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15 Possible Causes for Bacteria, Puerperal Pyrexia, X-Ray Abnormal

  • Urinary Tract Infection

    […] penicillin allergy inactive against Gram-positive bacteria, Bacteroides spp. and Pseudomonas spp. provenance outside the AmpC-producing bacteria susceptible to this agent[] Voiding cystourethrogram (VCUG) — A specific X-ray that examines the urinary tract.[] KEYWORDS: Antibiotic susceptibilities; Antibiotic use; Causative bacteria; Multicentre study; Urinary tract infection[]

  • Pelvic Inflammatory Disease

    Overview of the mechanisms of oncogenesis affected or promoted by bacteria.[] METHODS: Fastidious bacterial vaginosis (BV)-associated bacteria (Sneathia (Leptotrichia) sanguinegens, Sneathia amnionii, Atopobium vaginae and BV-associated bacteria 1 ([] The colon alone, for example, harbors more than 500 species of bacteria ( 24 ).[]

  • Acute Pyelonephritis

    Another pathway, through which bacteria can infiltrate the kidney, is the bloodstream itself.[] However, e. coli is by far the most common bacteria causing acute pyelonephritis.[] Urinalysis will show bacteria, pyuria, and often hematuria.[]

  • Aspiration Pneumonia

    These bacteria are relatively common in selected types of lung infections including aspiration pneumonia, lung abscess, necrotizing pneumonia and emphyema.[] A chest x-ray confirms the diagnosis of pneumonia.[] KEYWORDS: Aspiration pneumonia; Elderly; Oral bacteria; Oral hygiene; Vulnerable population[]

  • Puerperal Infection

    Typically, several species of bacteria are involved and may act synergistically—that is, the bacteria's negative effects are multiplied rather than simply added together.[] Aetiology Specific causes of puerperal pyrexia may include: Urinary tract infection : Frequency, dysuria, haematuria.[] PIP: This comprehensive review on puerperal infections covers risk factors, causative bacteria, pathophysiology, diagnosis, therapy of specific entities, and prevention.[]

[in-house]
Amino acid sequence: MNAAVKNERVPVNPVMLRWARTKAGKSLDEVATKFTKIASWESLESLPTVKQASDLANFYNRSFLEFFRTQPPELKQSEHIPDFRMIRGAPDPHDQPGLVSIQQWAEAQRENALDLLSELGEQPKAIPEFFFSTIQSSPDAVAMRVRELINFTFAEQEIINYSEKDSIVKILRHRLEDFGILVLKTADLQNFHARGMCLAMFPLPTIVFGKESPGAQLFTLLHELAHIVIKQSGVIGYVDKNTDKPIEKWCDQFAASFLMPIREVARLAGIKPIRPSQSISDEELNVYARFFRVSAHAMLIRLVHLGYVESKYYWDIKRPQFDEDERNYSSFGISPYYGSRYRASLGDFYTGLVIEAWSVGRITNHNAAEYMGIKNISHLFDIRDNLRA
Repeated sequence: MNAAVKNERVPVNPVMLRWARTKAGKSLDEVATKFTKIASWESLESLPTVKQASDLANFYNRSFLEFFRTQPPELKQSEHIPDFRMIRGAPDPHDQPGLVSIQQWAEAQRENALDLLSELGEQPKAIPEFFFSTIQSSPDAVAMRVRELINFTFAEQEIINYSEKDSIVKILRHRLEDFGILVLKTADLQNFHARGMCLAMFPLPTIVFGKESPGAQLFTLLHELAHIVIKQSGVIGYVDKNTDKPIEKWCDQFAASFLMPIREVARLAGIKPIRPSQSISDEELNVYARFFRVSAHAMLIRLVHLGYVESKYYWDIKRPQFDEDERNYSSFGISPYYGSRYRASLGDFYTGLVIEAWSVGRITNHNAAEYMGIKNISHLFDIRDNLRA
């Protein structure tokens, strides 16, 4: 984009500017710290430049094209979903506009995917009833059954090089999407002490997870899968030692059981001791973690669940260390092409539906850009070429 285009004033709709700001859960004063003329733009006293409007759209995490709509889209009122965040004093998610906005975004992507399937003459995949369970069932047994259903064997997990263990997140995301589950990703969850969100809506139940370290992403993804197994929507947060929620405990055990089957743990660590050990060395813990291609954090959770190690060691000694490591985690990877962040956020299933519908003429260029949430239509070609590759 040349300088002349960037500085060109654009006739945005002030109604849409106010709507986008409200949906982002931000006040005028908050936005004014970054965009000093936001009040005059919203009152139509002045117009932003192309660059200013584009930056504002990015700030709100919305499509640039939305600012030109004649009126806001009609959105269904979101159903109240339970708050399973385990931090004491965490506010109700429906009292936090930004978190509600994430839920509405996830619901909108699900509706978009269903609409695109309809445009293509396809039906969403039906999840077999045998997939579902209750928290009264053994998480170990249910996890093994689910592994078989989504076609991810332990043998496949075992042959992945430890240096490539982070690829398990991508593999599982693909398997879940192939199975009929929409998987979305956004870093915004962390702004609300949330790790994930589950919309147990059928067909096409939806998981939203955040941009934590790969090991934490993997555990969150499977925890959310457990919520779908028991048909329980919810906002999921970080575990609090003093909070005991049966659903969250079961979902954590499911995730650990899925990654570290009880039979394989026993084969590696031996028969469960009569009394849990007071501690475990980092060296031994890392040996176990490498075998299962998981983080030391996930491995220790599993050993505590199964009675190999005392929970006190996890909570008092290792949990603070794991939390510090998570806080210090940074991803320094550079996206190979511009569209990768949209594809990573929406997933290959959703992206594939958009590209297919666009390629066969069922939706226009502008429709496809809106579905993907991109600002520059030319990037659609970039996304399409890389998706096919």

• Septic Shock

    bacteria.[] […] test In cases where the source of the infection is not clear from the tests above, a doctor could also apply the following methods of getting an internal view of your body: X-rays[] In gram-positive bacteria, these are exotoxins or enterotoxins, which may vary depending on the species of bacteria. These are divided into three types.[]

  • Puerperal Pelvic Cellulitis

    As a consequence of labor, delivery, and associated manipulations, anaerobic and aerobic bacteria can contaminate the uterus.[] COMMONLY RESPONSIBLE FOR FEMALE GENITAL INFECTION  AEROBES Group A,B, and D streptococci- 8% Enterococcus, - 14% Gram negative bacteria- E. coli, Klebsiella, and proteus[] Either an aminoglycoside or a first-generation cephalosporin is chosen to inhibit facultative aerobic bacteria.[]

  • Pulmonary Embolism

    Occasionally, other substances circulating in the bloodstream, such as a globule of fat from the inside of a broken bone, tissue from a tumor or a clump of bacteria, may get[] For pulmonary embolism, a chest x-ray should be used to triage the patient to either a ventilation/perfusion study after a normal X-ray or a CT pulmonary angiogram after an[] The obstructing material is most often a blood clot, but it may be a fat globule, air bubble, piece of tissue, or clump of bacteria. Symptoms.[]

  • Deep Vein Thrombosis

    Dengue virus is known to cause endothelial dysfunction that allows bacteria to invade tissues, defective functioning and reduction in the number of cells of the immune system[] Just as most chest x-rays of PE were normal or nonspecific, the majority of patients with PE had no or nonspecific ECG abnormalities.[] […] the leg, arm or other parts of the body due to the body’s inability to effectively remove lymph fluid (which contains proteins, fatty acids, waste from cell feeding and bacteria[]

  • Puerperium

    Large number of bacteria: introduced into the genital tract due to improper asepsis. Intrapartum factors: Premature rupture of membranes. Prolonged labour.[] Puerperal pyrexia 12-20 When is puerperal pyrexia present?[] Neonatal outcomes (a) Ophthalmia neonatorum; (b) neonatal pneumonia by clinical assessment and/or chest Xray; (c) neonatal meningitis by clinical assessment and/or culture[]

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